How do we end this?

Employers must be part of the re-open strategy

By Dr. Larry Fedewa

(Washington DC — April 6, 2020) Two weeks ago, we discussed “Trump’s huge gamble”, namely, his decision to follow the action plan prescribed by the public health experts rather than attempt to mitigate the effects of coronavirus with less drastic means. To date, that strategy seems to be effective in reducing the spread of the disease to more or less manageable dimensions. The prevalence of cases seems increasingly limited to densely populated urban areas, most notably, New York City.

The economic cost, however, is already beyond any recession in recent memory, with the possibility of becoming catastrophic. The entire sequence of events is unique in American history. Never before has the country simply stopped in place 75% of the economy. The closest parallel may be the 14th century Black Death which is estimated to have reduced the population of Europe by 50% after returning several times over a span of two generations. But the resulting drastic effects on the medieval economy were not voluntary like this one. Plus, it was so long ago that few lessons can be drawn to benefit our current decisions. Keep Reading

Sanders’ Socialism

 Everybody gets a free ride!

By Dr. Larry Fedewa (March 16, 2020)

Recent polls show that a large plurality of Americans prefer socialism over capitalism. On its surface, such a preference is shocking. Digging beneath the surface, however, we find a somewhat less alarming reality. So, let’s dig a little.

The first question is, what do most of those Americans think “socialism” means? To many of our fellow Americans, “socialism” has been defined by Bernie Sanders, the socialist Senator from Vermont. He describes socialism in terms of an expansion of “human rights” into services, notably health care, higher education, and income parity, if not equality. He advocates free delivery of these services to every American. He also believes that the USA should have open borders, inviting anyone who wishes to become an American citizen to come at will.

Then there is the other side of his views. He also believes that Americans’ access to gun ownership should be severely restricted. He says that climate change is “an existential threat” to the world and adopts the “green agenda”. That agenda includes the elimination of fossil fuels, and the substitution of renewable forms of energy (even though no such energy sources exist) and the re-entry of America into the Paris Accord, which obligates the USA to pay the bill for converting the major polluters of the world (China and India) to renewables. These are samples of the price we would pay under a Sanders idealized world-view for all the “free” services. Keep Reading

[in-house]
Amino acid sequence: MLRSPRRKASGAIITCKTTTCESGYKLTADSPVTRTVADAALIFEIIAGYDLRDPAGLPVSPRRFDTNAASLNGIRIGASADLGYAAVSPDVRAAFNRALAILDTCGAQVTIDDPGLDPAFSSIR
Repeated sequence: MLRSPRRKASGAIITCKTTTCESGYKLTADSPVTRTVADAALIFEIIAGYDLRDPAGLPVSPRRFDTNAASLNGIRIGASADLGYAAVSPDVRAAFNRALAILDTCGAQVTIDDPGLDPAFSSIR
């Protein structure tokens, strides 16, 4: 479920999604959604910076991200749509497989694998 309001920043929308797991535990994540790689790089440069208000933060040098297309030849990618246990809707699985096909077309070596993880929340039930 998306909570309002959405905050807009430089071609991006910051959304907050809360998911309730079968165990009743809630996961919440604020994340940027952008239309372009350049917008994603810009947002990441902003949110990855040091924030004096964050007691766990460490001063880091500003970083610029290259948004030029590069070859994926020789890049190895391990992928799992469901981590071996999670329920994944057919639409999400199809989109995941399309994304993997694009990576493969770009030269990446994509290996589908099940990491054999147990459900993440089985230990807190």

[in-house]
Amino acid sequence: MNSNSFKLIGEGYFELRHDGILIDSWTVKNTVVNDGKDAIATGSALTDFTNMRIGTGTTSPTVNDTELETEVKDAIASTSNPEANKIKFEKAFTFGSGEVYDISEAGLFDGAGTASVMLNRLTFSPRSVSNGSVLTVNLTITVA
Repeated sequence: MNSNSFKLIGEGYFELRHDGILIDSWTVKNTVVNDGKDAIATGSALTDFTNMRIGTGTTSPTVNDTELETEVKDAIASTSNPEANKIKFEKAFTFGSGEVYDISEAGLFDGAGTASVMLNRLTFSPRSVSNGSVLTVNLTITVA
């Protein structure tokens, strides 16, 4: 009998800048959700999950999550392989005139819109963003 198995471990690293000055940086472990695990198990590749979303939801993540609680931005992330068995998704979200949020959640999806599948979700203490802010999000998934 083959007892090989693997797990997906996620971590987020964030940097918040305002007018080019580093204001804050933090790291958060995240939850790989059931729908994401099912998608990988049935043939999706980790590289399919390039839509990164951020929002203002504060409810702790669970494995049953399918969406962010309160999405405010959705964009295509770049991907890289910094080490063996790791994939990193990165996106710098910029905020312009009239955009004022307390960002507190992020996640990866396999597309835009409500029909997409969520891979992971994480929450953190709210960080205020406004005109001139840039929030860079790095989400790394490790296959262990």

Dr. Howell’s best books on reforming the USA’s health industry

Health care reform is already under way in the private sector

By Terry Howell, Ed.D. (February 18, 2020)

Did you realize healthcare costs went up 250% over the last 20 years while everything else went up only 50% on average? Do you know why?  What can be done? Plenty!  For anyone who is interested, and all of us should be, here are some excellent resources detailing what is going on in healthcare and why it needs to be disrupted (i.e. reformed) in a big way.

I especially like Dave Chase’s book and Ted Talk about how it is being disrupted by self-insured employers (see below). And then, of course, there is always our book, Healthcare is Killing US: The Power of Disruptive Innovation to Create a System that Cares More and Costs Less (Aaron Fausz, PhD and Terry Howell, EdD)  https://www.healthcareiskillingus.com/ 

The Good News – there are already MANY industry insiders who have figured out how to play The New Game, and they’re all willing to collaborate with you to help you win.  If you read or scan one book on how The Game is being played by the current players, make it this one:  Unaccountable:  What Hospitals Won’t Tell You and How Transparency Can Revolutionize Healthcare.  By Dr. Marty Makary, MD.

Other very useful resources include:

Overtreated:  Why too much medicine is making us Sicker and Poorer.  By Shannon Brownlee.  Ms. Brownlee, a founder of The Right Care Alliance, dismantles the myths surrounding our current model that result in us spending far too much and getting way too little.  She also offers practical ways to reduce overtreatment and redirect those resources to better health.

Is Healthcare is already fixed?  It is!  Check it out at The Health Rosetta by Dave Chase.  Includes a good summary TEDx Talk and the eBook The CEO’s Guide to Restoring the American Dream:  How to Deliver World-Class Healthcare to Your Employees at Half the Cost.  There Dave demonstrates how self-insured employers can change the fundamental economics to the benefit of their employees’ quality of life and pocketbooks.

This one was distilled into the longest article ever published in Newsweek.  For good reason.  America’s Bitter Pill:  Money, Politics, Backroom Deals, and the Fight to Fix our Broken Healthcare System.  By Steven Brill.   It highlights the rampant abuses and profiteering in America’s largest and most dysfunctional sector of the economy.